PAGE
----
Quebec won't be closing bars, says Premier Legault, cautioning about private gatherings
Coalition Avenir Quebec Leader Francois Legault. THE CANADIAN PRESS/Jacques Boissinot
MONTREAL -- Quebec will not be closing bars across the province, saying private gatherings are of greater concern than drinking establishments.
Speaking from the Cote-Nord region as part of a tour of Quebec, Legault said after studying the new cases in recent days, the vast majority stemmed from the health network and not from bars. Public health department has still not made a recommendation to close the establishments, he said.
Quebec recorded 141 new cases on Friday, with 78 new cases in Montreal and Monteregie with 33, making up 77 per cent of the new cases in the province. As much as 97 per cent of those cases originated in the health care sector.
"The majority of the cases weren't people who went to bars, but the issue is more private gatherings," he said, reminding Quebecers that gatherings of more than 10 people are not permitted, even for backyard parties or barbeques.
As Quebec's annual two-week construction holiday begins, Legault had a message for would-be partygoers.
"I'm making a special call to Quebecers, it's fun to be a big gang, to celebrate, but it's not the time to do that, '' he said.
Health Minister Christian Dubé also issued a statement to that effect, saying the rules of gatherings of ten people or fewer applies both inside and outside. The rule also applies in chalets and campsites, which are known to be very popular with Quebecers during the summer season, he said.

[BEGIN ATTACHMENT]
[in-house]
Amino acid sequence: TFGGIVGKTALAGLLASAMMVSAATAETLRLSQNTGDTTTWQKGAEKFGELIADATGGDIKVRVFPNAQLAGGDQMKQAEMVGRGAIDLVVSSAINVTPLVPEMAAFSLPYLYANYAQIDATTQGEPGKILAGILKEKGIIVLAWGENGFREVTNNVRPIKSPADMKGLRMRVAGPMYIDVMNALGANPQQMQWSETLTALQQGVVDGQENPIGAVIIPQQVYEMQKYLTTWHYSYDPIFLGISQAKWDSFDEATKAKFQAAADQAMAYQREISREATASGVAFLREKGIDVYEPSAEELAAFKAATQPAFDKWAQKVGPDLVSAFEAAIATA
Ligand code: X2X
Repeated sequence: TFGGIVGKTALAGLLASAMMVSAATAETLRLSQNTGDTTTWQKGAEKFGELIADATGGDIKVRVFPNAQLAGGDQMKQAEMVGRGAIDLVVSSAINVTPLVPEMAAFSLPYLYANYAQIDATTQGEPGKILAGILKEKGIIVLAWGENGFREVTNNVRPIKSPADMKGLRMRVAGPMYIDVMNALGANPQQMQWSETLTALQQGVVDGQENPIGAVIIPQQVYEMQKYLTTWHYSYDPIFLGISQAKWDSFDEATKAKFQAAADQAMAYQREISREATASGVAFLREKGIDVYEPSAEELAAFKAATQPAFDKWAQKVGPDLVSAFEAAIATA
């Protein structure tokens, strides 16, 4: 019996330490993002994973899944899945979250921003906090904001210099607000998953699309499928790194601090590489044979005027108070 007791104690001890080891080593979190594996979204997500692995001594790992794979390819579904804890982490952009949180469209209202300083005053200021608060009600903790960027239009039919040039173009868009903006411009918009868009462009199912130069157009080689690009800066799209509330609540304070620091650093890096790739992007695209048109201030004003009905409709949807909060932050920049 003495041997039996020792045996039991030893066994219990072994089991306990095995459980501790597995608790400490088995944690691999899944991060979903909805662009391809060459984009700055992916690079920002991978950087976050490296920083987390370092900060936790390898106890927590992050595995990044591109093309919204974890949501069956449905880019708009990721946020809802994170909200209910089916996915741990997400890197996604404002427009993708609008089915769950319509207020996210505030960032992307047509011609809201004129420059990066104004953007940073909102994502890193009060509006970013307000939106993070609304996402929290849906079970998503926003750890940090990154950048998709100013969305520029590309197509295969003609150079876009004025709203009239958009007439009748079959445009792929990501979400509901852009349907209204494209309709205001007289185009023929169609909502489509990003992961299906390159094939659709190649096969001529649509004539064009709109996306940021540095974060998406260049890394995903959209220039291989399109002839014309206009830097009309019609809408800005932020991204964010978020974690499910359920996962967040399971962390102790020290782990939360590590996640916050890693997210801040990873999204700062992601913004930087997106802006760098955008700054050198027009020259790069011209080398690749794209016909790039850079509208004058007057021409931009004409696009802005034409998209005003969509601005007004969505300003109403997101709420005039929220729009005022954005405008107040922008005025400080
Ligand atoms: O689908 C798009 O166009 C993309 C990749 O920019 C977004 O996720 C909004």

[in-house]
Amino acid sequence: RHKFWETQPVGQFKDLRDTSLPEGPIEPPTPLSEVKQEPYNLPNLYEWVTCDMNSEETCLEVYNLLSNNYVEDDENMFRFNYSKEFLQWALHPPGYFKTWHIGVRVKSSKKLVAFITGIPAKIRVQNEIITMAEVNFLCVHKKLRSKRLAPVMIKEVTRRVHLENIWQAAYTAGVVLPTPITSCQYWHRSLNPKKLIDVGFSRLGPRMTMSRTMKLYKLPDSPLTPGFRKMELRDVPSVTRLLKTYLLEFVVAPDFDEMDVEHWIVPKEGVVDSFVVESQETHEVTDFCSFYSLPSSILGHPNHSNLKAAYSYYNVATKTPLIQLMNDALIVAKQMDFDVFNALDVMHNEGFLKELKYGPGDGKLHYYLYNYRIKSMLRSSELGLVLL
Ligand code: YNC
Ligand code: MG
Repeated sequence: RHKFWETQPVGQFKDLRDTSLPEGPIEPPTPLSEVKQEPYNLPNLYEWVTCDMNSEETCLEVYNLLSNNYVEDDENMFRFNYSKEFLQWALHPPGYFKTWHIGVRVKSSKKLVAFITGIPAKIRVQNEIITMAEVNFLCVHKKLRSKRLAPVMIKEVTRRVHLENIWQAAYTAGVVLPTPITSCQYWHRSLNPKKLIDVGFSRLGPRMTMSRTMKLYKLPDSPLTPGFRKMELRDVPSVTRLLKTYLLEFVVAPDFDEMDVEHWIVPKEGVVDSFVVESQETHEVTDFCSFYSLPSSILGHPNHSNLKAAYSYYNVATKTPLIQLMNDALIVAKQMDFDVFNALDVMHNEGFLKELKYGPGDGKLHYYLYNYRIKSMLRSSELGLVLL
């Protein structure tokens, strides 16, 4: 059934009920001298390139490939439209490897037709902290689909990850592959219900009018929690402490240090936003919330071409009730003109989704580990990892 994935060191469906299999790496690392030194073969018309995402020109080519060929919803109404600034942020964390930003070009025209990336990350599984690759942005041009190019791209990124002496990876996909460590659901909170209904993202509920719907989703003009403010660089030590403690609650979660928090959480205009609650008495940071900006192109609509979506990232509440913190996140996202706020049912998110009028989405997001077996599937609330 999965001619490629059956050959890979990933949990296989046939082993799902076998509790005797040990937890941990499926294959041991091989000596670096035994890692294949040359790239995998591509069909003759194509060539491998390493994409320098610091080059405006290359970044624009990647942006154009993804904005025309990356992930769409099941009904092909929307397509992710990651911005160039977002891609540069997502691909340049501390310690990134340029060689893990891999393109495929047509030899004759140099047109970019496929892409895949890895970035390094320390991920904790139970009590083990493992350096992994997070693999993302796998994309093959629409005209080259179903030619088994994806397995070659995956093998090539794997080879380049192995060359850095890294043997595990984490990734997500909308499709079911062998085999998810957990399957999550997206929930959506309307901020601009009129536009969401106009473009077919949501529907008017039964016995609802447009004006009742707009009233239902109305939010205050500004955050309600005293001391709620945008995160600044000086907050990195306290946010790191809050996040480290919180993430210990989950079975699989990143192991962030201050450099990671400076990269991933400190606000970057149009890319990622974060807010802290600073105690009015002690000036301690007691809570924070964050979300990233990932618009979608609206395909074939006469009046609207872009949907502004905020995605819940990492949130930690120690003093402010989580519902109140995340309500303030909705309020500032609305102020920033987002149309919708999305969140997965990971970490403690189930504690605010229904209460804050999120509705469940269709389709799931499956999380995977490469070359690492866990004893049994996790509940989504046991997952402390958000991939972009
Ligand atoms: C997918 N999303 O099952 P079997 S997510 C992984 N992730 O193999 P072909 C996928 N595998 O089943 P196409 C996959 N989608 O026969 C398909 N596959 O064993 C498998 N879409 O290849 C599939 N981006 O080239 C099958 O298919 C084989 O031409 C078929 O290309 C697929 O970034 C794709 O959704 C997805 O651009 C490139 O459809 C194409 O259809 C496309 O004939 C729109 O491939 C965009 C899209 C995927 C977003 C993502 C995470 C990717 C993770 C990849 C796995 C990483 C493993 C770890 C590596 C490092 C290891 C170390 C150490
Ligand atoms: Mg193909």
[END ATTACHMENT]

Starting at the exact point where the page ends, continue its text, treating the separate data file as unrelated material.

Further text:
Director of public health Horacio Arruda added at a separate news briefing in Bas-Saint-Laurent that contact tracing is much more difficult in backyard parties than at bars. Bars can set up a registry and contact put public messages out to anyone who has attended them, Arruda said, whereas backyard parties, people can come and go.
"And we have had good cooperation with them (bar owners)," he said.
Dube said additional measures have recently been put in place to avoid possible outbreaks in bars, including making last call midnight and closing bars at 1 a.m.
He also said he has not ruled out the possibility of closing bars, if case investigations show a link between their opening and certain outbreaks, adding that he is monitoring the situation very closely.
"It is essential at this time that the measures we have enhanced are respected if we want to avoid the spread of the virus and keep the bars open," said Dube, adding that the government strongly recommends bars keep a register, including customer contact information, allowing for contact tracing in the event of an outbreak.
Montreal public health officials recorded 30 new cases related to at least nine bars this week, and asked that anyone who worked at or visited a bar in Monteal be tested. The result was hours-long lineups at testing sites, forcing public health officials to open two more clinics.
Legault reminded Quebecers that a new mandatory mask regulation comes into effect Saturday, requiring everyone to wear face coverings in indoor public spaces. In a bar setting, that means wearing a mask into and out of the bar, and when getting up to use the washroom or move about. Masks can be removed when seated at a table, providing people respect the two-metre distance.
He warned that police and inspectors will be deployed throughout the province to ensure the rules are followed.
Legault said the slight uptick in cases in recent days can also be attributed to the number of tests jumping from 8,000 to 15,000 per day, and all health network employees are being tested.